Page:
‘Every day is inspection day’ - Staff praised as coastal hospital is only in county which is not failing

Staff at the James Paget University Hospital (JPUH) celebrate being rated as good by the CQC. Photo:

Staff at the James Paget University Hospital (JPUH) celebrate being rated as good by the CQC. Photo: JPUH - Credit: JPUH

A culture of learning from mistakes and hardworking staff are behind a Norfolk hospital being the only one in the county to not be rated as failing.

The Care Quality Commission (CQC) visited the James Paget University Hospital (JPUH) in Gorleston in July, with the report published today branding the centre as good.

It means the hospital is the only one in the county to not be rated as inadequate and failing, which chief executive Christine Allen put 'absolutely all down to the staff teamwork'.

Ms Allen said she was 'just delighted' with the result.

She said: 'In a context of a busy winter and an equally busy, hot summer, we were very pleased.'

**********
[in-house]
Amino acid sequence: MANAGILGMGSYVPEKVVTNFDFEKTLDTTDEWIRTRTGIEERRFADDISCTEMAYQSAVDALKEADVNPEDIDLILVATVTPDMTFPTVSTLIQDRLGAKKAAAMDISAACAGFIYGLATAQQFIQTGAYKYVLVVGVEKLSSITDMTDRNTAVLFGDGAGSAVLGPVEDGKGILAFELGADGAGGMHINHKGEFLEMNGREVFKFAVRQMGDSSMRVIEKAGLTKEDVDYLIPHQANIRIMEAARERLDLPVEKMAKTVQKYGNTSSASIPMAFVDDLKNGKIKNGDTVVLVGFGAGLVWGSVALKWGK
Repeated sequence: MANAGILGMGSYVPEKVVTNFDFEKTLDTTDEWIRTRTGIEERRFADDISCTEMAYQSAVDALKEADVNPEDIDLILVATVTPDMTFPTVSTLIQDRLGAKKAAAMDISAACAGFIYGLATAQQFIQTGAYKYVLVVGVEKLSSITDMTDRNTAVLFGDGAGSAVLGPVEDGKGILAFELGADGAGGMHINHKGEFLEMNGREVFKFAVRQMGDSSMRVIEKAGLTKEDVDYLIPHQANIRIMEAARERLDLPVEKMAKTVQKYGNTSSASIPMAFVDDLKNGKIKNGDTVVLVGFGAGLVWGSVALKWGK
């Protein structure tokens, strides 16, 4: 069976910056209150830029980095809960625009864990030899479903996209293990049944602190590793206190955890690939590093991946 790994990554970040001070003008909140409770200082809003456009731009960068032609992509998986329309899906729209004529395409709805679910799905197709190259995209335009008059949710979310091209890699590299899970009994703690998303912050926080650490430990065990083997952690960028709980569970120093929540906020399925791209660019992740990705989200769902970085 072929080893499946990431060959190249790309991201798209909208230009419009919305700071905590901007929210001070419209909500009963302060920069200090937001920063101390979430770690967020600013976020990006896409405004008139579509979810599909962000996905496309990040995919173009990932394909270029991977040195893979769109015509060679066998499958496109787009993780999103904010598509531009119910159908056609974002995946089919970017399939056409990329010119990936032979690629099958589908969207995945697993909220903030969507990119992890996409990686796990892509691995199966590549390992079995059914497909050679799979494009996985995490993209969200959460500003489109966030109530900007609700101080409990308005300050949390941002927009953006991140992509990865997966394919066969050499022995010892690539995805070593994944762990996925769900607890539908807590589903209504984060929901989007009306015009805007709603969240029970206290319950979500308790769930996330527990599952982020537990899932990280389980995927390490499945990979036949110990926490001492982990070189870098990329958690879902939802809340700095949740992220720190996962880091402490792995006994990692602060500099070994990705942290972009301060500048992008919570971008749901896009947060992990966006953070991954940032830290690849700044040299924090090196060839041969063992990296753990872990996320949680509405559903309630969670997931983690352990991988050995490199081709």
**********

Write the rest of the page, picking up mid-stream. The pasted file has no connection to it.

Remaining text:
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Ms Allen said while there was nothing to suggest the trust's rating would change from its previous good stamp, that with CQC inspections 'you never know'.

Which is why director of nursing Julia Hunt said there was an ethos of ensuring high standards every day.

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Mrs Hunt said: 'We have a few straplines we say to staff and one is every day is an inspection day and it's their time to shine.

'We've worked with staff so they see the CQC as critical friends.'

Ms Allen said one of the reason's for the hospitals success was because it concentrated on the services a smaller, district hospital was supposed to provide, while working alongside the larger Norfolk and Norwich University Hospital.

She said: 'The James Paget is in the right place and what is different in a district general hospital is clearly it provides services which are appropriate and that's what it focuses on, that's what we've been focussing on.'

Two particular areas were picked out in the CQC report as outstanding, including end of life care and maternity services.

On maternity Mrs Hunt said: 'It's a challenging local community, there are lots of vulnerable women, so we do a lot of work with those groups.'

Inspectors said: 'Staff within end of life services [went] above and beyond to show compassion to the patients they were caring for in the last days and weeks of life.

'We heard of occasions where staff had facilitated and contributed to helping people fulfil their last wishes such as seeing their pets or being supported to take trips.'

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